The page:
That’s The Wrong Fork!

It came as a big surprise to me yesterday to learn that Emily Post wrote a cookbook.  And you too can have a copy of it (original 1951 version, in hardback) for $2.30 from Amazon.  (The shipping is probably twice that.)  The 1951 version may be the only version as far as I know; unlike The Joy of Cooking, which has several versions and has been updated through the years.

In my opinion, if you never have but one cookbook, it should be The Joy of Cooking.  It has every basic recipe you could (and should) know how to cook, and not only that, some fascinating reading about the properties of food (why and how do eggs work in recipes? How exactly do they make flour?) and directions for cleaning a duck from the feathers down, along with many other kinds of game.  It really could be the survivalists’ handbook.

I don’t know why I was so surprised that Emily Post wrote a cookbook, because suddenly I remembered my first Home Economics class.  At my high school, you could get three different types of diplomas:  basic, vocational, or college preparatory.  I was in college prep, and we had certain courses that were required–that was probably true of the other categories as well, but we didn’t fraternize much so I don’t know–but we had room for some electives.  My freshman year, I chose Home Ec.  And then I took it for two more years.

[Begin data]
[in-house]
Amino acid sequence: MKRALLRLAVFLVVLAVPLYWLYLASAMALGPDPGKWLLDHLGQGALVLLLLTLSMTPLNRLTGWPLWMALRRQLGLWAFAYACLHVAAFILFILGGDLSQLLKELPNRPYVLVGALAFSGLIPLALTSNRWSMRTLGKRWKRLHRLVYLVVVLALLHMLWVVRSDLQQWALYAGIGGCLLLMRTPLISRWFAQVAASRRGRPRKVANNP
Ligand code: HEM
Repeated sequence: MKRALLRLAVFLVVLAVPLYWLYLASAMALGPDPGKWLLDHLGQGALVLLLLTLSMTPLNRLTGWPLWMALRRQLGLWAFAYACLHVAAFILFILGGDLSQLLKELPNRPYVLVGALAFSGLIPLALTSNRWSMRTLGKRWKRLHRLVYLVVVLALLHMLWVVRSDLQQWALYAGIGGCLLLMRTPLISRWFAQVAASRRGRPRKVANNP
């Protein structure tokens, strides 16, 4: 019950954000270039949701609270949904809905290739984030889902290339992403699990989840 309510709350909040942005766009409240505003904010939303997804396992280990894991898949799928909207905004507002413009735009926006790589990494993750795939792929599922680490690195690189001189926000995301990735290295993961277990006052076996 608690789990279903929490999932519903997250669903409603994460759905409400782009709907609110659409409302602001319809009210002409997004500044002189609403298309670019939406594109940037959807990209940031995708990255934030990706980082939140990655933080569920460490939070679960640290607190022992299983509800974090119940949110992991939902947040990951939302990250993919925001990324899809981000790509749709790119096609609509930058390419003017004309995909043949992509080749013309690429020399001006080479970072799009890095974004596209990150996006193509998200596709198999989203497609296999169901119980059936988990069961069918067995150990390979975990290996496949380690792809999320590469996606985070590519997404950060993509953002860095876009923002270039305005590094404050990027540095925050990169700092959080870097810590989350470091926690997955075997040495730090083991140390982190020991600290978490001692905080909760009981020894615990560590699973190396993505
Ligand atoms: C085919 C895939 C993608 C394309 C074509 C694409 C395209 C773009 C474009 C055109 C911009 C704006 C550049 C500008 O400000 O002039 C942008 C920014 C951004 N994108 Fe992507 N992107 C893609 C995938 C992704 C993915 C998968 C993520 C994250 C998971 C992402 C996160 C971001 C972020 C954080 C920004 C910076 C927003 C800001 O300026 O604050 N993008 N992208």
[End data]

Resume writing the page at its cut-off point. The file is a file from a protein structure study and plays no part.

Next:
I was interested in cooking.  My father had taught me to cook a little bit (my mother was a disaster in that area) and I’ll never forget making my first apple pie under his supervision, which included a crust made from scratch.  Mostly I’ll never forget the feeling of amazement and accomplishment when I took it out of the oven.  People can actually eat this, and I made it!

Nothing compares to that first apple pie, unless it’s the first time I grew a tomato plant. I planted this! In the dirt!  And I can eat it! I was young once, and many things could surprise and delight me. It takes a little more these days.